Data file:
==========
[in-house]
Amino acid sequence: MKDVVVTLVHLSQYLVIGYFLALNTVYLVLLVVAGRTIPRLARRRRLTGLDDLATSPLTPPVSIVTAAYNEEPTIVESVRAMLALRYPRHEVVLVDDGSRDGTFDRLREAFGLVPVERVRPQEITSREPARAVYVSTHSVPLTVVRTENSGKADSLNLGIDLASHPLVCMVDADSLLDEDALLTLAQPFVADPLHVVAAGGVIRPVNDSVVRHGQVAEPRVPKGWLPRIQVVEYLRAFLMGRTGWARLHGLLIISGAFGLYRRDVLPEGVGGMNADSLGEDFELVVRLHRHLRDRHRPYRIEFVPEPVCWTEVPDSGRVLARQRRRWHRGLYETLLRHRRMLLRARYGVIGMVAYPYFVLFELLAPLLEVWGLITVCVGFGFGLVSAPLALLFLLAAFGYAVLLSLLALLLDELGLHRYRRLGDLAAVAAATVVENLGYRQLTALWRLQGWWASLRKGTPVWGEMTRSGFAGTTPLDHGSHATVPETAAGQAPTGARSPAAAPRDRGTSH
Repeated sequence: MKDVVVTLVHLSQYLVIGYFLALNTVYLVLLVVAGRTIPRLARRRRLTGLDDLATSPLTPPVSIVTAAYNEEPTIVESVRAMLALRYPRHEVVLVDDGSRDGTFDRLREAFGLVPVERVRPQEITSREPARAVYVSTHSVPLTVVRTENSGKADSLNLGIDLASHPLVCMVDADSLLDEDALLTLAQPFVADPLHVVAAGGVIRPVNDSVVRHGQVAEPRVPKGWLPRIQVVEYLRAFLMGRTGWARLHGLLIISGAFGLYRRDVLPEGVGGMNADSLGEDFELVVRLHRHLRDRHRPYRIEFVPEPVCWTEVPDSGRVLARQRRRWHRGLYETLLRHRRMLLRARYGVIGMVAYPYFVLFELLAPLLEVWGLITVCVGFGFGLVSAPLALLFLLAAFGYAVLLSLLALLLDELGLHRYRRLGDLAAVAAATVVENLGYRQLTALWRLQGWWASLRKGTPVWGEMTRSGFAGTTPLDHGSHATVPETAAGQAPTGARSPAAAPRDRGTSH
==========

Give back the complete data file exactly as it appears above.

[in-house]
Amino acid sequence: MKDVVVTLVHLSQYLVIGYFLALNTVYLVLLVVAGRTIPRLARRRRLTGLDDLATSPLTPPVSIVTAAYNEEPTIVESVRAMLALRYPRHEVVLVDDGSRDGTFDRLREAFGLVPVERVRPQEITSREPARAVYVSTHSVPLTVVRTENSGKADSLNLGIDLASHPLVCMVDADSLLDEDALLTLAQPFVADPLHVVAAGGVIRPVNDSVVRHGQVAEPRVPKGWLPRIQVVEYLRAFLMGRTGWARLHGLLIISGAFGLYRRDVLPEGVGGMNADSLGEDFELVVRLHRHLRDRHRPYRIEFVPEPVCWTEVPDSGRVLARQRRRWHRGLYETLLRHRRMLLRARYGVIGMVAYPYFVLFELLAPLLEVWGLITVCVGFGFGLVSAPLALLFLLAAFGYAVLLSLLALLLDELGLHRYRRLGDLAAVAAATVVENLGYRQLTALWRLQGWWASLRKGTPVWGEMTRSGFAGTTPLDHGSHATVPETAAGQAPTGARSPAAAPRDRGTSH
Repeated sequence: MKDVVVTLVHLSQYLVIGYFLALNTVYLVLLVVAGRTIPRLARRRRLTGLDDLATSPLTPPVSIVTAAYNEEPTIVESVRAMLALRYPRHEVVLVDDGSRDGTFDRLREAFGLVPVERVRPQEITSREPARAVYVSTHSVPLTVVRTENSGKADSLNLGIDLASHPLVCMVDADSLLDEDALLTLAQPFVADPLHVVAAGGVIRPVNDSVVRHGQVAEPRVPKGWLPRIQVVEYLRAFLMGRTGWARLHGLLIISGAFGLYRRDVLPEGVGGMNADSLGEDFELVVRLHRHLRDRHRPYRIEFVPEPVCWTEVPDSGRVLARQRRRWHRGLYETLLRHRRMLLRARYGVIGMVAYPYFVLFELLAPLLEVWGLITVCVGFGFGLVSAPLALLFLLAAFGYAVLLSLLALLLDELGLHRYRRLGDLAAVAAATVVENLGYRQLTALWRLQGWWASLRKGTPVWGEMTRSGFAGTTPLDHGSHATVPETAAGQAPTGARSPAAAPRDRGTSH